The Hunter

by Linda Simoni-Wastila

Even at night the desert swelters. Sweat drips from my forehead, fogging the scope, veneering the sparse mustache tracing my lip. Perched in the granite outcropping and hidden behind camel thorn, I wait for dawn, when animals venture forth for food, for water and mating, before the sun sends them back to shadows.
“Do it for honor,” the elders said. “Do it for your manhood.”
I am blessed with a sharp eye, a steady hand, and do not yet taste fear. The elders chose me for this hunt, for of all our clansmen, I have the greatest accuracy. With one shot I can kill a hare from a stone's throw or fell a bat in flight. This week I killed the leopard preying on our goats after other men had failed.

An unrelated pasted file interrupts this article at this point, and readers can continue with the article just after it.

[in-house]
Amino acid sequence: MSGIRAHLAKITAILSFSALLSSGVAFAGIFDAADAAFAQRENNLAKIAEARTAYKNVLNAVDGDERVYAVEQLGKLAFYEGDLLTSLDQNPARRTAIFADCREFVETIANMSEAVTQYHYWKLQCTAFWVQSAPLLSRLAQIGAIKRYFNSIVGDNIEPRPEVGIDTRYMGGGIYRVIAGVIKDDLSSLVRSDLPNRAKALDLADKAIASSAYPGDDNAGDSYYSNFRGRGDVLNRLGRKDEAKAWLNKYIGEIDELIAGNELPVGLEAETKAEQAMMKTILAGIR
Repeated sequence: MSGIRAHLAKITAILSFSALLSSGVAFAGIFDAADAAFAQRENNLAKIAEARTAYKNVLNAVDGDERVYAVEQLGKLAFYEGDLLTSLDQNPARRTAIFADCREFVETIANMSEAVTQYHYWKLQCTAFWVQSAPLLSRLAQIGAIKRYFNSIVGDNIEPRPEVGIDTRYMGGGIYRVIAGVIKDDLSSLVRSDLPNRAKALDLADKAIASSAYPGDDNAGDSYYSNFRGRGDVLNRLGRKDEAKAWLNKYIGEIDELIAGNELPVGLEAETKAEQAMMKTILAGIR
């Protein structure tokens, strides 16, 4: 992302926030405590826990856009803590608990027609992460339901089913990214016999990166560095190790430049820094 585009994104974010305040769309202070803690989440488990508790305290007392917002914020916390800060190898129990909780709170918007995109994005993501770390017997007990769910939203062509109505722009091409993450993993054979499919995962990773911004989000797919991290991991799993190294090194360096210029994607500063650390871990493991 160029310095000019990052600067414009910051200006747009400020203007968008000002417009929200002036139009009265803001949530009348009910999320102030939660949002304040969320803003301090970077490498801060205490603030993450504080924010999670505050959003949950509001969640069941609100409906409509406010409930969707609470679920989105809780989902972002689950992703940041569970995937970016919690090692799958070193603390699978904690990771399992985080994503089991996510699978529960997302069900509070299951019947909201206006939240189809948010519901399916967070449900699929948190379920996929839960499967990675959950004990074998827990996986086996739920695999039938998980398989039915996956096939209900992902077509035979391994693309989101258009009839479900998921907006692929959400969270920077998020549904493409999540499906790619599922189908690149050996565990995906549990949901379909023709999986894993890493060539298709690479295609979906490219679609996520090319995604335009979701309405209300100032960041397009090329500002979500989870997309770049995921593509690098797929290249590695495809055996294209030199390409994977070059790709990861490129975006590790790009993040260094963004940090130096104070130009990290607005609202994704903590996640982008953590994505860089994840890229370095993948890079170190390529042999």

But I am a poet, not a hunter; even as I crouch amidst the rocks I weave words in my head. 
Listen to the sand, to the tale it tells,
the spirits of the prophets joined with the One.

Gold silhouettes the distant ridge. My arms tremble, from the heat, from the weight of the Kalashnikov, from the exhaustion of anticipation. Below, a pale rectangle of light spills from the hut onto the scorched poppy field. My finger curls around the trigger, and I pray for the animal souls I have taken — panther, gazelle, hyena, vulture.
“It is only meat,” I murmur as the Commander greets the day.